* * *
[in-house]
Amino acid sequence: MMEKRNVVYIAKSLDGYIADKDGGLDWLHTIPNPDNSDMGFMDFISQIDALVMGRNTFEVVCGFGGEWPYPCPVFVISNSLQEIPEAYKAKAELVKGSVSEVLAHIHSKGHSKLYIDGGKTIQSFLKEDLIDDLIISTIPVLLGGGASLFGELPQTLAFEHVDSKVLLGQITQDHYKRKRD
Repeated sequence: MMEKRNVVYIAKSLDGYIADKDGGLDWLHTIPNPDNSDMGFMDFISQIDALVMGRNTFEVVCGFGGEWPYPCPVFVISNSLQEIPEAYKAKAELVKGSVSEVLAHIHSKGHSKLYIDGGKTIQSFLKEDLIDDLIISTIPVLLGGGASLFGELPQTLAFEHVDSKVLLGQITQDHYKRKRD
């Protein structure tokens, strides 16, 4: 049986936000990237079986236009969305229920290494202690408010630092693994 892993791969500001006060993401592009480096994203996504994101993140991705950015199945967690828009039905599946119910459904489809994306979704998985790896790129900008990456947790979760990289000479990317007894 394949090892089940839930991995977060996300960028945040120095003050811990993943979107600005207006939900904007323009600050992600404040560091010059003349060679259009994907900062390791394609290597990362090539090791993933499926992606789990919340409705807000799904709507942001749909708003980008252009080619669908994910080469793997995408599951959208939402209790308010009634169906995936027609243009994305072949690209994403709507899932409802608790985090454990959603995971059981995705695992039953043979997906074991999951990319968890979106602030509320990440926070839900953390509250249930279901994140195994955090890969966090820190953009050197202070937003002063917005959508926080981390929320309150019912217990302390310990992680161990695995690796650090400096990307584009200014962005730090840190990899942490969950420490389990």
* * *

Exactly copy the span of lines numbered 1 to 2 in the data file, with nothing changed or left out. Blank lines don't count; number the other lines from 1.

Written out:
[in-house]
Amino acid sequence: MMEKRNVVYIAKSLDGYIADKDGGLDWLHTIPNPDNSDMGFMDFISQIDALVMGRNTFEVVCGFGGEWPYPCPVFVISNSLQEIPEAYKAKAELVKGSVSEVLAHIHSKGHSKLYIDGGKTIQSFLKEDLIDDLIISTIPVLLGGGASLFGELPQTLAFEHVDSKVLLGQITQDHYKRKRD